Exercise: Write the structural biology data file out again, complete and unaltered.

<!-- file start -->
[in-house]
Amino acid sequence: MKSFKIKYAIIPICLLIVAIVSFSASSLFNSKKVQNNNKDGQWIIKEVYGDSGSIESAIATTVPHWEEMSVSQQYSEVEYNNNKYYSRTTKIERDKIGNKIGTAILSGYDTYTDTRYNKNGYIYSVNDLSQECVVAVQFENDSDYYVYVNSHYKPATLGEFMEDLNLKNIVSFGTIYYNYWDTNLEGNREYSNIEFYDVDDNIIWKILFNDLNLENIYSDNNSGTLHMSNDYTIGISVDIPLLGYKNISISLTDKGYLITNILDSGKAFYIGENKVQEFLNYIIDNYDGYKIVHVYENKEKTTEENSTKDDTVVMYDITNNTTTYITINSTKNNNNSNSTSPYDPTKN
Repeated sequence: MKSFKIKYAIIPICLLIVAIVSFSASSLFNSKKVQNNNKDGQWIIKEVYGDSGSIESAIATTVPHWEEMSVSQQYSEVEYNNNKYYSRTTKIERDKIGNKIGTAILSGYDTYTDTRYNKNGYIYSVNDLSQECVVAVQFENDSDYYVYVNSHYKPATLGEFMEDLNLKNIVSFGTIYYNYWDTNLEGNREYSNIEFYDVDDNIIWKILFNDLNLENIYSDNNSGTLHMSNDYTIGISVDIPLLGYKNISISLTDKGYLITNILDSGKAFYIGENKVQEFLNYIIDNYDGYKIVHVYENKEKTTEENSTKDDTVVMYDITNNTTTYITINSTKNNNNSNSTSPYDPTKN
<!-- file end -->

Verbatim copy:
[in-house]
Amino acid sequence: MKSFKIKYAIIPICLLIVAIVSFSASSLFNSKKVQNNNKDGQWIIKEVYGDSGSIESAIATTVPHWEEMSVSQQYSEVEYNNNKYYSRTTKIERDKIGNKIGTAILSGYDTYTDTRYNKNGYIYSVNDLSQECVVAVQFENDSDYYVYVNSHYKPATLGEFMEDLNLKNIVSFGTIYYNYWDTNLEGNREYSNIEFYDVDDNIIWKILFNDLNLENIYSDNNSGTLHMSNDYTIGISVDIPLLGYKNISISLTDKGYLITNILDSGKAFYIGENKVQEFLNYIIDNYDGYKIVHVYENKEKTTEENSTKDDTVVMYDITNNTTTYITINSTKNNNNSNSTSPYDPTKN
Repeated sequence: MKSFKIKYAIIPICLLIVAIVSFSASSLFNSKKVQNNNKDGQWIIKEVYGDSGSIESAIATTVPHWEEMSVSQQYSEVEYNNNKYYSRTTKIERDKIGNKIGTAILSGYDTYTDTRYNKNGYIYSVNDLSQECVVAVQFENDSDYYVYVNSHYKPATLGEFMEDLNLKNIVSFGTIYYNYWDTNLEGNREYSNIEFYDVDDNIIWKILFNDLNLENIYSDNNSGTLHMSNDYTIGISVDIPLLGYKNISISLTDKGYLITNILDSGKAFYIGENKVQEFLNYIIDNYDGYKIVHVYENKEKTTEENSTKDDTVVMYDITNNTTTYITINSTKNNNNSNSTSPYDPTKN